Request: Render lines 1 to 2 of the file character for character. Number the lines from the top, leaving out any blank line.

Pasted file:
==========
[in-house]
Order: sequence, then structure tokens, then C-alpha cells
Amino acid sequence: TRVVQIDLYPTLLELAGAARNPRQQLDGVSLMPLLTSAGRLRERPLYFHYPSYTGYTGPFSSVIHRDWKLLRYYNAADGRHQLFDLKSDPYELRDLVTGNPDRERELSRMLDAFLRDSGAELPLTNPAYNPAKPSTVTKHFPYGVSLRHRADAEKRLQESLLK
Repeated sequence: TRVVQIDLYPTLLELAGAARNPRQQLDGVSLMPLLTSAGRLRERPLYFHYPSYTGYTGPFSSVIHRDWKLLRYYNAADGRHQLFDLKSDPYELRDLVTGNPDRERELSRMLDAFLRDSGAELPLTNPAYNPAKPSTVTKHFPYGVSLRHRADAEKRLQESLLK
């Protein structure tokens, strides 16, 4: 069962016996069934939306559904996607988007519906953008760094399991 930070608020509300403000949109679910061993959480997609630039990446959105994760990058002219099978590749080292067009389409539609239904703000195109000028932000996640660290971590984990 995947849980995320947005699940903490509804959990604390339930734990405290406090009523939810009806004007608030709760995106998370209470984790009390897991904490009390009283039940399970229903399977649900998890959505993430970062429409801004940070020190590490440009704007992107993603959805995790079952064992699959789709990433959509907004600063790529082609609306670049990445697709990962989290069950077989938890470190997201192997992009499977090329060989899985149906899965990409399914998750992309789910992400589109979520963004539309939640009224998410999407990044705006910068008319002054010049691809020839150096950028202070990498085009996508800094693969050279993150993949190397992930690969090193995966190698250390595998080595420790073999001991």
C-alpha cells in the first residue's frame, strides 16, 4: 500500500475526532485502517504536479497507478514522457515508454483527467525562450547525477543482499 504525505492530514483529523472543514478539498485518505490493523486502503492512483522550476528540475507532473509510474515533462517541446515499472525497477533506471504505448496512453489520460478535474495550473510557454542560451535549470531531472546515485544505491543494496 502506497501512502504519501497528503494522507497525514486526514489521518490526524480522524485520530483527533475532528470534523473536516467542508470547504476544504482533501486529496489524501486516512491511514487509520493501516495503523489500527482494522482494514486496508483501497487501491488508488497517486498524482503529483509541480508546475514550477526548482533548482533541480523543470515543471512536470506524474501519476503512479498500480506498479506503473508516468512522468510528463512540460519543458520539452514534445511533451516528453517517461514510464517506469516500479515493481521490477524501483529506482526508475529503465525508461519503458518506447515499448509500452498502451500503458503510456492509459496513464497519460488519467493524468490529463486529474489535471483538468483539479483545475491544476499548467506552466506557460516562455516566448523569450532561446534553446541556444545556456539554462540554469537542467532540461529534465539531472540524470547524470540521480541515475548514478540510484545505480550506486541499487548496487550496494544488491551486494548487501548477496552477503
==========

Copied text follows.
[in-house]
Order: sequence, then structure tokens, then C-alpha cells